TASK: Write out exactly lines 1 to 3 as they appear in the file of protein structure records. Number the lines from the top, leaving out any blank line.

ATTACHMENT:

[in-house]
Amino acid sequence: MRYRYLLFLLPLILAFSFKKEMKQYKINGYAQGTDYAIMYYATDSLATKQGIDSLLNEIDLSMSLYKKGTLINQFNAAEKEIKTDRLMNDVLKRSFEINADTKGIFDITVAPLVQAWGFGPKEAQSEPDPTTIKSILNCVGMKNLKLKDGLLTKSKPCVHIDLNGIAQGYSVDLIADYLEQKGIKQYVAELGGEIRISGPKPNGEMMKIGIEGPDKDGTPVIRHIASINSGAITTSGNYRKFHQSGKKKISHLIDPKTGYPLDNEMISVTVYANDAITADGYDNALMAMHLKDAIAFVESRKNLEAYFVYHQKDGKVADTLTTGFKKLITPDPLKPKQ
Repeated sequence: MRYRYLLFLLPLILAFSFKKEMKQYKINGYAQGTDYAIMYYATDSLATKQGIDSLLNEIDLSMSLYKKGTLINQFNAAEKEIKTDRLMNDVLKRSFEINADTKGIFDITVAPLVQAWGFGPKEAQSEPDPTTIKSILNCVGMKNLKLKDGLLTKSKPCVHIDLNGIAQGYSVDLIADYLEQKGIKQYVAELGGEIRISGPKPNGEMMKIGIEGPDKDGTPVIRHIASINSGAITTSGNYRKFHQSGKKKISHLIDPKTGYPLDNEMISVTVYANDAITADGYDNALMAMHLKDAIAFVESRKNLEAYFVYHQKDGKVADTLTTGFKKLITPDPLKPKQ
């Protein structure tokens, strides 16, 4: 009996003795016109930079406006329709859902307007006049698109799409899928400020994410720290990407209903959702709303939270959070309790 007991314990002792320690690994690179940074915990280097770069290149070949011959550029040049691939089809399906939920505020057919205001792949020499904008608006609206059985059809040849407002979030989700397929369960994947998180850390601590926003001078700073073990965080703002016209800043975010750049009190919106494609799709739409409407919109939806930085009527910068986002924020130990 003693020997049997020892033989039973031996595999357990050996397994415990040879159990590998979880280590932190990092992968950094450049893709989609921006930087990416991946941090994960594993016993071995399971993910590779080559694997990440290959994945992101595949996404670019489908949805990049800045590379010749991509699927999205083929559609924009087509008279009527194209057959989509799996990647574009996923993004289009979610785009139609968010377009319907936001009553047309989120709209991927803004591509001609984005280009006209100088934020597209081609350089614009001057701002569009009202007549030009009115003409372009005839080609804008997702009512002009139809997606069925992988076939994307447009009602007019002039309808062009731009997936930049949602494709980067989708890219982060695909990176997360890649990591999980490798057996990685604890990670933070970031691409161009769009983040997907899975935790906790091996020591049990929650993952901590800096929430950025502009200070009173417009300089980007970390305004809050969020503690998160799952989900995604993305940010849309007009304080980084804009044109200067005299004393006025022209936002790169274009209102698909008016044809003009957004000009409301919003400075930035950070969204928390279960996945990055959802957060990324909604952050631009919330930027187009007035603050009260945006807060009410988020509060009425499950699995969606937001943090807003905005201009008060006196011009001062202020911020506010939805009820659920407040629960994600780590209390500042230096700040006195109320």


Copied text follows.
[in-house]
Amino acid sequence: MRYRYLLFLLPLILAFSFKKEMKQYKINGYAQGTDYAIMYYATDSLATKQGIDSLLNEIDLSMSLYKKGTLINQFNAAEKEIKTDRLMNDVLKRSFEINADTKGIFDITVAPLVQAWGFGPKEAQSEPDPTTIKSILNCVGMKNLKLKDGLLTKSKPCVHIDLNGIAQGYSVDLIADYLEQKGIKQYVAELGGEIRISGPKPNGEMMKIGIEGPDKDGTPVIRHIASINSGAITTSGNYRKFHQSGKKKISHLIDPKTGYPLDNEMISVTVYANDAITADGYDNALMAMHLKDAIAFVESRKNLEAYFVYHQKDGKVADTLTTGFKKLITPDPLKPKQ
Repeated sequence: MRYRYLLFLLPLILAFSFKKEMKQYKINGYAQGTDYAIMYYATDSLATKQGIDSLLNEIDLSMSLYKKGTLINQFNAAEKEIKTDRLMNDVLKRSFEINADTKGIFDITVAPLVQAWGFGPKEAQSEPDPTTIKSILNCVGMKNLKLKDGLLTKSKPCVHIDLNGIAQGYSVDLIADYLEQKGIKQYVAELGGEIRISGPKPNGEMMKIGIEGPDKDGTPVIRHIASINSGAITTSGNYRKFHQSGKKKISHLIDPKTGYPLDNEMISVTVYANDAITADGYDNALMAMHLKDAIAFVESRKNLEAYFVYHQKDGKVADTLTTGFKKLITPDPLKPKQ